For the past few years a new pricing model has begun creeping into the games industry. Beginning on mobile devices, the so-called “freemium” model gives players a taste of a game for free while plastering the title with ads or holding back crucial gameplay elements or items behind paywalls.
For some developers the freemium model has been a fantastic success. Games such as Candy Crush Saga and Clash of Clans have become cash cows for their developers through sales of optional power-ups or other in-game resources. The Angry Birds franchise grew on the back of large in-game ad banners. And now the freemium model is beginning to show up on PC and console game titles, often in multiplayer titles such as League of Legends.
Despite protests from the traditional gaming crowd that most freemium titles are, by definition, broken and manipulative, the money these titles can bring in tells a different story: many gamers prefer their games to be free. A new report from research firm IHS and website WildTangent today confirmed as much.
The report shows that 86% of WildTangent gamers surveyed by those companies prefer games to be free but with ads rather than pay upfront for a game without ads. Another 79% of those surveyed stated that they “like” receiving virtual items from ad clicks.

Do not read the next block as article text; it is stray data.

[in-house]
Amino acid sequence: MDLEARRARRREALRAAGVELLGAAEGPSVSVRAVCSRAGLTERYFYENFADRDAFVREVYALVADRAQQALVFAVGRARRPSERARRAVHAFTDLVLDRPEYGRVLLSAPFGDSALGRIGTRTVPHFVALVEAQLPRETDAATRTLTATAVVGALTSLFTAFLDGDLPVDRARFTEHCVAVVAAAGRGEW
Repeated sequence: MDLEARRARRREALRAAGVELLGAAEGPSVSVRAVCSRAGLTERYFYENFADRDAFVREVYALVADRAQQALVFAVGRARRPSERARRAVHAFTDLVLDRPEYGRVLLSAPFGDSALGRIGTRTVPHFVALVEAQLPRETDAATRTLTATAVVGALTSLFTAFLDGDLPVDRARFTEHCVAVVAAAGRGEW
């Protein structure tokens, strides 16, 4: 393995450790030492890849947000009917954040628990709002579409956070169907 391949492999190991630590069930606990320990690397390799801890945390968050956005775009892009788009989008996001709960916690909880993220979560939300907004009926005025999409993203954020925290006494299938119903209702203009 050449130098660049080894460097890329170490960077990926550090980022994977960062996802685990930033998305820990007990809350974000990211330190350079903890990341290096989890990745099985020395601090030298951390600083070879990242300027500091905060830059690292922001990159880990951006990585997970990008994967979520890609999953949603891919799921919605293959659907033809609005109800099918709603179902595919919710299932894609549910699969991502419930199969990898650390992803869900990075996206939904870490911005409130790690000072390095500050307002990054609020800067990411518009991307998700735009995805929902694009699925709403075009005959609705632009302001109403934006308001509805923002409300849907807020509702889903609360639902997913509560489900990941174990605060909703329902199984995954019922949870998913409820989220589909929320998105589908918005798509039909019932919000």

The companies using the freemium model are seeing encouraging statistics as well. Value exchange ads in games were seen to increase the number of times players put extra money into a game by 120%. In-game ads are also more interactive, with the survey showing that game ads account for two times as many post-ad actions as live TV ads.
Of course, these results mirror a segment of the gaming community that is already playing freemium games and in many cases does not have much experience with game titles outside of the casual mobile or online titles. Even so, the group makes up a growing contingent of overall gamers that will only grow as growth in the tablet and smartphone markets continues.
“The research shows that gamers embrace value exchange ads, which demonstrates the progress the industry has made with advertising in and around video games,” said Christine Arrington, senior games analyst at IHS. “As gamers become more accustomed to in-game advertising, it becomes essential for brand marketers to find creative ways to use value exchange advertising while developers must ensure gamers have easy access to these offers.”